Fragile Things: Short Fictions and Wonders
I love Neil Gaiman. He is brilliant, imaginative, and abso-friggin-lutely weird, and I love him for it. And this book of short stories and prose, Fragile Things, is by far my most favorite compendium of his.
Fragile Things is a collection of oddities, retellings, poetry, spin-offs, and queer creations of Neil Gaiman's colorful imagination. Some of the stories have been published elsewhere, like Sunbird and October In The Chair, which were included in his M Is For Magic compilation, and some were published in other authors' works, written specially by Neil Gaiman, upon their request. A series of very short stories was inspired by an album of one of my favorite female indie artists, Tori Amos, who is good friends with Gaiman. There were award-winning stories here, too, such as A Study In Emerald which won the Hugo Award for Best Short Story and Sunbird, which received for its author the Locus Award.
The book also included, at the very last part, a novella published two years after American Gods came out, entitled Monarch of the Glen. In the novella, the main character from American Gods, Shadow, finds himself lured into a game with monsters. I had my doubts at first on whether I should read it, considering I have yet to read American Gods and might inadvertently run into spoilers, but threw caution into the wind, anyway. The novella, as it would turn out, would have an entirely separate and distinct plot from American Gods. (I asked my husband, who has read it, okay.)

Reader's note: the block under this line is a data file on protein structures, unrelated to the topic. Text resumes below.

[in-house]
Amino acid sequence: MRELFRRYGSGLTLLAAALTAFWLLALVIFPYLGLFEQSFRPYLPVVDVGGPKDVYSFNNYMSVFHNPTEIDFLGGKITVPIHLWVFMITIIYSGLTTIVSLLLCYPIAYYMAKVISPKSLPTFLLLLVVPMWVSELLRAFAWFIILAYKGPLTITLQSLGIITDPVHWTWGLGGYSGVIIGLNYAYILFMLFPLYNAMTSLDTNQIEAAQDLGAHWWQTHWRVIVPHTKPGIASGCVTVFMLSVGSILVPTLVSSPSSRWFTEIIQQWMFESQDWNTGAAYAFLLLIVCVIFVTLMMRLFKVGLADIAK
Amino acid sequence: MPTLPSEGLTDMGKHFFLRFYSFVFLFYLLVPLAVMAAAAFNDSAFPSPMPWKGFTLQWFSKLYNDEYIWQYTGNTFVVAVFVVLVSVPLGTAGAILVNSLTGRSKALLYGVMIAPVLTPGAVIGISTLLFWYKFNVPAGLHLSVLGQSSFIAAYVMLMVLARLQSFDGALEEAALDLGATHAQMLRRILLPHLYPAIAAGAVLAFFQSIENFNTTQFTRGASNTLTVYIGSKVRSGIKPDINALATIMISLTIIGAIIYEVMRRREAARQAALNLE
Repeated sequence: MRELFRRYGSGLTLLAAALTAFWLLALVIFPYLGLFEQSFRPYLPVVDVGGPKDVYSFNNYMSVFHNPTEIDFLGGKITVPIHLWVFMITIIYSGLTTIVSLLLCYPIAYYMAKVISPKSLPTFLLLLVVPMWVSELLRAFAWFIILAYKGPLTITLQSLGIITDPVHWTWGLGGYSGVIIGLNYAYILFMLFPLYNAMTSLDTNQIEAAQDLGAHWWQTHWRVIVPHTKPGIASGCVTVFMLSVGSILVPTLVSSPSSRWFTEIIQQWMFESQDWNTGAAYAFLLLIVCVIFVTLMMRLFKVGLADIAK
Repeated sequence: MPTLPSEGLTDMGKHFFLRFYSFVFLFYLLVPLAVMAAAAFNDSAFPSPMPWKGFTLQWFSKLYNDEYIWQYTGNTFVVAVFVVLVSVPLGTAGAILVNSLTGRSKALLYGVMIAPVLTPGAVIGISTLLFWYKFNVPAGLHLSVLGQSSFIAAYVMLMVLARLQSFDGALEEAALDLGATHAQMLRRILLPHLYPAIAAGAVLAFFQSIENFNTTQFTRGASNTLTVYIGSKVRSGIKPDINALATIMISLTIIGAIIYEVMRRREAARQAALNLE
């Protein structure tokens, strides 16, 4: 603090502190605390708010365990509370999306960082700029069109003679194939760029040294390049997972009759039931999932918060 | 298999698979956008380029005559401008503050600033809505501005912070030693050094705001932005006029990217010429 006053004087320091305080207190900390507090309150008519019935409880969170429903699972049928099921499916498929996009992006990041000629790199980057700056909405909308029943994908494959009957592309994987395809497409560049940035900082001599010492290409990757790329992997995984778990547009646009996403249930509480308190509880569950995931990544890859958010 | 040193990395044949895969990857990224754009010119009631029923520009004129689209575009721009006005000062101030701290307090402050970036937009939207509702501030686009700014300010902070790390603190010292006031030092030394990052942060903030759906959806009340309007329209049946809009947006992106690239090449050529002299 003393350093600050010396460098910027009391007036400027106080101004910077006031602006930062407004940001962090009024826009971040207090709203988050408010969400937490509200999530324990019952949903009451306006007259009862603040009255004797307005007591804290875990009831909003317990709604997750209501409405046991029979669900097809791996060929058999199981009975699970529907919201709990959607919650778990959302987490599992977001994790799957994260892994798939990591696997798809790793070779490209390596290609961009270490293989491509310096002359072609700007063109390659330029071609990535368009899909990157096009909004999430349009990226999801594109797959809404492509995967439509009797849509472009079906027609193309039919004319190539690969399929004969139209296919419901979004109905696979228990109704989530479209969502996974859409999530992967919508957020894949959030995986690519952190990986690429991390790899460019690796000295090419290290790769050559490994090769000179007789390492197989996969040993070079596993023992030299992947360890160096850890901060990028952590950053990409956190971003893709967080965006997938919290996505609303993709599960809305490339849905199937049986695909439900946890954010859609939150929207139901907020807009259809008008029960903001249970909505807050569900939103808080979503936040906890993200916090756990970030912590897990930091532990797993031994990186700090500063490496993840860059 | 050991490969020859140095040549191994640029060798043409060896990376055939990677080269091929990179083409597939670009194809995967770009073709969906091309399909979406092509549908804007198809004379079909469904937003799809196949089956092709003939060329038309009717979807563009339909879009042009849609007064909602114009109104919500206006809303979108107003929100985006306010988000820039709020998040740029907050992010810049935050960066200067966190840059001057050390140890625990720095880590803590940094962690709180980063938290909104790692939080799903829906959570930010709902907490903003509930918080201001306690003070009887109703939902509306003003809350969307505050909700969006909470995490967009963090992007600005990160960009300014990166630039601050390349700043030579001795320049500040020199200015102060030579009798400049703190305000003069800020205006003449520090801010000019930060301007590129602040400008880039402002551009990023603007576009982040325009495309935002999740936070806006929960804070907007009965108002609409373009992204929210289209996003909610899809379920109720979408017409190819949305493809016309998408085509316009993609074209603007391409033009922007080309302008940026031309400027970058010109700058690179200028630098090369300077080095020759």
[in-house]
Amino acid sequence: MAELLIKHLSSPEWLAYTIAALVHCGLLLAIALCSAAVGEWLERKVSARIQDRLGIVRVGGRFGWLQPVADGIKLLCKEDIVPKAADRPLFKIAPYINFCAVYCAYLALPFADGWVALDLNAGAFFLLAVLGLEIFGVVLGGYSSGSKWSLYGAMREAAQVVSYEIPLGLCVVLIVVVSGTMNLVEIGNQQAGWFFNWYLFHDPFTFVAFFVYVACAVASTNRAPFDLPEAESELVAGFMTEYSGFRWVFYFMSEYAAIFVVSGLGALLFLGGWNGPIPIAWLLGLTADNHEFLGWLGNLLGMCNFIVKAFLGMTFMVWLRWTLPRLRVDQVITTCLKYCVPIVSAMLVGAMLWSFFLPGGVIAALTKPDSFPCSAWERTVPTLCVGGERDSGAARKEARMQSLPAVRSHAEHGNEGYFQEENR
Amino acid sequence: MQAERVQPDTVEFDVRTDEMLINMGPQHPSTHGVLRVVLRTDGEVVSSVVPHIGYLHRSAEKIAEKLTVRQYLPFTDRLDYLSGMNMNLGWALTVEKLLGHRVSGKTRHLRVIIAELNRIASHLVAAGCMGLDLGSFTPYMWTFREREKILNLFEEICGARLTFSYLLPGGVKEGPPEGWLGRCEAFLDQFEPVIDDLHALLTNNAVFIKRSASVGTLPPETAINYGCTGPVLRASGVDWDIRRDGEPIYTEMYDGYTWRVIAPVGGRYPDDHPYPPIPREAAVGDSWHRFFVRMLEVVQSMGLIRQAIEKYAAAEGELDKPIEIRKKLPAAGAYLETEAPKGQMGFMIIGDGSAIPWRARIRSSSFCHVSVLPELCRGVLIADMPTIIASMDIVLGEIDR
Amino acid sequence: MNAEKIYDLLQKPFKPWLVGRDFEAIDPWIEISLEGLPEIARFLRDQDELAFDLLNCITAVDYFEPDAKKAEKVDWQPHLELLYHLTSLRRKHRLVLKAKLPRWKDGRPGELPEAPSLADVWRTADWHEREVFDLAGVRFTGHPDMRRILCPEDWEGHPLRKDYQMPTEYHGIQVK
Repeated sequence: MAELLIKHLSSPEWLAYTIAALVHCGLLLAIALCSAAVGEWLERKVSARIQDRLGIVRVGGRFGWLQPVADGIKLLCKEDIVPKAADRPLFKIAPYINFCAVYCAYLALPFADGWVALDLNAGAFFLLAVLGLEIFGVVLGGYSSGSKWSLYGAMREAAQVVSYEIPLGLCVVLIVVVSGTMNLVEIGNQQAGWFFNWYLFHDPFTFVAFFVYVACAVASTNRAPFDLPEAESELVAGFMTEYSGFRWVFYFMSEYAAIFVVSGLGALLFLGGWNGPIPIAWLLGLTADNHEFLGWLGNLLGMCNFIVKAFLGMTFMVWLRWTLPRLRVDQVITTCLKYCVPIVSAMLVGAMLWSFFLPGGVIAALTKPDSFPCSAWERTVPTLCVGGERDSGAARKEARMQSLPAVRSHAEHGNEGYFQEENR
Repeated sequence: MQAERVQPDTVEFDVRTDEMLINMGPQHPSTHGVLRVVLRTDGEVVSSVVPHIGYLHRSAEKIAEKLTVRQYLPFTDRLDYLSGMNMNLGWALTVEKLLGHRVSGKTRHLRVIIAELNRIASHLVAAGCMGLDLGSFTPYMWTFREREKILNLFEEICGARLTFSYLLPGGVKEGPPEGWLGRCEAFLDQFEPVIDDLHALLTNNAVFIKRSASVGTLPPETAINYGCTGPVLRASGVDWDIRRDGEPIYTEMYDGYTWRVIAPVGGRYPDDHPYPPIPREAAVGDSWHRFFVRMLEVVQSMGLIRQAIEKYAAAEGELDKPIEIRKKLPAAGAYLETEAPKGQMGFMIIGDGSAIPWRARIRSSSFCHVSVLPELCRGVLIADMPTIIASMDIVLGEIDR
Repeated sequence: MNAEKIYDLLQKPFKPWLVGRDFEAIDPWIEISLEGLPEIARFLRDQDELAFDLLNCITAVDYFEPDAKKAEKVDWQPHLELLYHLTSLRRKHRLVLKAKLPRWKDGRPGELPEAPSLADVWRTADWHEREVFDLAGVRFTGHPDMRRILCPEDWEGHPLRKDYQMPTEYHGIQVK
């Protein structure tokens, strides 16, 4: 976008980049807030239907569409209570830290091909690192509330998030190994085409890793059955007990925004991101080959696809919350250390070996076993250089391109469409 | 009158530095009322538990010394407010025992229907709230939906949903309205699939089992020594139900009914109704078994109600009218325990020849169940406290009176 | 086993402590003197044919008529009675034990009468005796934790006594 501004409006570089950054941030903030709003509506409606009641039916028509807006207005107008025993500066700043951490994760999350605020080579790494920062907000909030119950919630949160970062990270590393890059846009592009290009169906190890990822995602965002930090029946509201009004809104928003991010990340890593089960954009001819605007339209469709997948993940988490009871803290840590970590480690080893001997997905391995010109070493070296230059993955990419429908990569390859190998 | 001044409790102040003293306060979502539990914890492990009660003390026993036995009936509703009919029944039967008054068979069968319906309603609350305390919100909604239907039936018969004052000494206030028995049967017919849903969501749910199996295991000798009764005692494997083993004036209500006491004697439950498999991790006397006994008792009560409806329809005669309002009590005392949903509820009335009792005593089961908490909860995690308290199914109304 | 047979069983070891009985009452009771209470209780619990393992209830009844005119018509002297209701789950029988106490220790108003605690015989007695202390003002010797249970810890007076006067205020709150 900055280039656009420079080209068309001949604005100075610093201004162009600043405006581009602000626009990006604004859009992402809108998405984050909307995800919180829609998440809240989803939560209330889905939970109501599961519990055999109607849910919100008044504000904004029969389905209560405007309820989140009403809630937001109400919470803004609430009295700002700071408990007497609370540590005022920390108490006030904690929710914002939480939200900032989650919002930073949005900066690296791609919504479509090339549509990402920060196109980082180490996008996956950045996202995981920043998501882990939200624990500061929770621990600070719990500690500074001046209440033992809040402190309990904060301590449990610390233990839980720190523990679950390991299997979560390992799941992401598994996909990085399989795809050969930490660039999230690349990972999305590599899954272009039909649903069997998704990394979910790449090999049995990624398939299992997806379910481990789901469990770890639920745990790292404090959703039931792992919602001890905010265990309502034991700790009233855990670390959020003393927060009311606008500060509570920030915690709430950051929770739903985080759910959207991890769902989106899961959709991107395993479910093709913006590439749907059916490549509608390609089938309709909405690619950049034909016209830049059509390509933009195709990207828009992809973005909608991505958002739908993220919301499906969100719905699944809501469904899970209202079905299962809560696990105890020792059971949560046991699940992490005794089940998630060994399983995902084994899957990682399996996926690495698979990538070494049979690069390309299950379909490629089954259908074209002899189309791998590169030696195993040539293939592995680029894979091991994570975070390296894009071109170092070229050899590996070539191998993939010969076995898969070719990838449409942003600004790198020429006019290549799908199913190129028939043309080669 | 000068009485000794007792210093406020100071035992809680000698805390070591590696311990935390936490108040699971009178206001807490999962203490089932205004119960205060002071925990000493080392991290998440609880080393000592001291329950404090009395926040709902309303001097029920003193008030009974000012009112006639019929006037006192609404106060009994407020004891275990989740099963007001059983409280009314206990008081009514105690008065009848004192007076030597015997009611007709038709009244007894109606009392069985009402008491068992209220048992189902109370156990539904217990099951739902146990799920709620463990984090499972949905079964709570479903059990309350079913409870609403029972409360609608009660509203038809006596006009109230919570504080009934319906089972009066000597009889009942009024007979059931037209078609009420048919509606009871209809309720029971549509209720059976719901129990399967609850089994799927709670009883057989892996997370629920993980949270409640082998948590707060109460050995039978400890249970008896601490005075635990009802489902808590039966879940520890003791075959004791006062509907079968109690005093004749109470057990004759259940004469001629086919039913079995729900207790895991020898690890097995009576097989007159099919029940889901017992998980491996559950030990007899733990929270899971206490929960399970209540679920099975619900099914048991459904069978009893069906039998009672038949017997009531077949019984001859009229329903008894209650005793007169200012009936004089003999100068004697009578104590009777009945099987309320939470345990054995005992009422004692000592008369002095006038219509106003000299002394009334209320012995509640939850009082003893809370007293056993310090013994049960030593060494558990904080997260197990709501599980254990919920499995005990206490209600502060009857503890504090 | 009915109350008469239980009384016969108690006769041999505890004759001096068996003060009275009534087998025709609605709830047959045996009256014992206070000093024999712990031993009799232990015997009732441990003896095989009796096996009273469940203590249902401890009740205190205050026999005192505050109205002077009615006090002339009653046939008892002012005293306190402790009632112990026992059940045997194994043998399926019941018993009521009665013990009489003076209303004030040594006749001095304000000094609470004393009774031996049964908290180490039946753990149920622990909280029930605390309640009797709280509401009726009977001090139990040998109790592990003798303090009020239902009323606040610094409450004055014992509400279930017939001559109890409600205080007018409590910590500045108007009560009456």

I had a difficult time picking a favorite story from Fragile Things, because I loved everything! But I finally whittled it down to five: Harlequin Valentine, a short story based on the Harlequinade pantomime; The Flints of Memory Lane, which gave me the creeps; Other People, because it gave me more of the creeps and some goosebumps, too; Feeders and Eaters, for the sheer weirdness and horror of it, and; The Problem of Susan, which retells, if you will, the story of Susan Pevensie of The Chronicles of Narnia after the series had concluded. If you've read the series, you'll remember that Susan was no longer included in the last books, as she had taken to fancy things and such, and was no longer “fit” to return to Narnia.
On the other hand, I couldn't think of any short story or poem that I didn't like. The short story written specially for The Matrix, which Neil completed prior to the screening of the very first Matrix film, was, of course, a bit predictable, as it was made to cater to the plot of the film. Apart from that, however, it was still an interesting read, and I enjoyed that one nonetheless.
If I were to use the word ”unputdownable” to describe a book, this is the one. No one in the world, I think, has a more vivid and odd imagination like Neil does. Plus, he writes just beautifully: simple words, straightforward language, languid construction. He is the best storyteller there is, period. And I am just itching to read more of his works!
Thanks, TINTIN, for my copy! :)
Rating: 5 out of 5 stars